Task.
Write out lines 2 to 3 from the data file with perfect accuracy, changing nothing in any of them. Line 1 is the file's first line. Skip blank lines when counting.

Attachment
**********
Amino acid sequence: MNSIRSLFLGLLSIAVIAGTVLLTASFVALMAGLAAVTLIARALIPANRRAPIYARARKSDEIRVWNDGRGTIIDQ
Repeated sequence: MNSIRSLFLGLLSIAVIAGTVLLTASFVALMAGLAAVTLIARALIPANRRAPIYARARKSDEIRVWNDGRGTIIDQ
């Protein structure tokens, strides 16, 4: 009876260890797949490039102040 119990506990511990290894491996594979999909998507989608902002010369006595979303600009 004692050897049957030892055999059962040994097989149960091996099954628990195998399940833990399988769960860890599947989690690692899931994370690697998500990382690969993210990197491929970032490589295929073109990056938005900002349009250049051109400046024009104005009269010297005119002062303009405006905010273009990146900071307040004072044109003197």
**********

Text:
Repeated sequence: MNSIRSLFLGLLSIAVIAGTVLLTASFVALMAGLAAVTLIARALIPANRRAPIYARARKSDEIRVWNDGRGTIIDQ
């Protein structure tokens, strides 16, 4: 009876260890797949490039102040 119990506990511990290894491996594979999909998507989608902002010369006595979303600009 004692050897049957030892055999059962040994097989149960091996099954628990195998399940833990399988769960860890599947989690690692899931994370690697998500990382690969993210990197491929970032490589295929073109990056938005900002349009250049051109400046024009104005009269010297005119002062303009405006905010273009990146900071307040004072044109003197």